Hydraulic effects of crop management systems on nitrate variability in a confined aquifer

W. M. Schuh, D. L. Klinkebiel, B. D. Seelig

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Nitrate movement to saturated glacial till (at about 3.5 m) and a shallow confined aquifer (6 m) was evaluated for five years (1992 to 1996) under three dryland cropping practices. Cropping systems were Biological (using no manufactured chemicals or fertilizers), Conventional (cropping practices used in east-central North Dakota), and Integrated (using integrated pest management practices). Following a wet year in 1993 the average nitrate-N concentration in the vadose zone did not differ (p ≤ 0:05) between treatments. Largest nitrate increase in the saturated till occurred under the Conventional treatment, and the least occurred under the Biological Treatment (p ≤ 0:05). Nitrate increased until 1995, and then began to decrease. Most had not reached their 1992 levels by 1996. Nitrate increased most, and for the longest period, in the Carrington aquifer under the Biological treatment, and least under the Conventional treatment (p ≤ 0:05). Larger nitrate-N in the aquifer under the Biological treatment was not caused by additional leaching of nitrate-N from the soil zone, but by indirect hydrologic effects of crop systems on flux from the overlying till to the aquifer. Reduced dry matter production and surface cover under cool wet conditions increased runoff to microtopographic low areas, and enhanced local root-zone drainage. Local increases in drainage caused local increases in hydraulic gradient from the till to the aquifer, which caused local and temporary influxes of nitrate-laden water from the aquitard to the aquifer. Under all treatments temporal and spatial variability of nitrate-N concentrations were large, and increased mean nitrate-N values were caused by expanded spread of the data. Under all treatments there were sample positions and times with small or negligible nitrate-N concentrations.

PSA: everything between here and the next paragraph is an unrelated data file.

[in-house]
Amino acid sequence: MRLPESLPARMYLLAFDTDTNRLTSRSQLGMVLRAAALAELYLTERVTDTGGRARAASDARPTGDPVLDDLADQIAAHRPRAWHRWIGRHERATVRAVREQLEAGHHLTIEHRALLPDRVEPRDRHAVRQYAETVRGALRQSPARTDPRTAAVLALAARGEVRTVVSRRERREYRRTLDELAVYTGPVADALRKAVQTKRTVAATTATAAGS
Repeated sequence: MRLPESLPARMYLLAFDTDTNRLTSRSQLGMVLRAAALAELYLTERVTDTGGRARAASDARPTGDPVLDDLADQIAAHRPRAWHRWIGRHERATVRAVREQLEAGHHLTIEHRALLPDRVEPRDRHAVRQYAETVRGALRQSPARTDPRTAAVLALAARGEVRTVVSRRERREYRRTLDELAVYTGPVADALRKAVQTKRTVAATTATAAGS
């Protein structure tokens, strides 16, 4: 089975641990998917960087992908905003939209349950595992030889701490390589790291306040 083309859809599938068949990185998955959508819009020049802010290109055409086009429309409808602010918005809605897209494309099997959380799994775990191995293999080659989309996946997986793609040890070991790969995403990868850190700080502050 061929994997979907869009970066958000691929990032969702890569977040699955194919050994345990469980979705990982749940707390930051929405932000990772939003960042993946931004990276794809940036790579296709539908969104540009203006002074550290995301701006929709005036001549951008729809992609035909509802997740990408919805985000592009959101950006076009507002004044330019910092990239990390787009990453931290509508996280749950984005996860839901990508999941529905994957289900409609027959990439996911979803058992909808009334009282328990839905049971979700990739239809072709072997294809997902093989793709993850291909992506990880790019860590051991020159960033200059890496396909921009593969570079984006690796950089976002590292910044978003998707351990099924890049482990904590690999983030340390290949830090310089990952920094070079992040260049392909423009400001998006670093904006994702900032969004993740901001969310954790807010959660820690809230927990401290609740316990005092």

Original languageEnglish (US)
Pages (from-to)29-43
Number of pages15
JournalNatural Resources Research
Issue number1
StatePublished - 2004


  • Aquifer contamination
  • Hydraulic surge
  • Microtopography
  • Nitrate
  • Nitrate contamination
  • Spatial variability

ASJC Scopus subject areas

  • General Environmental Science


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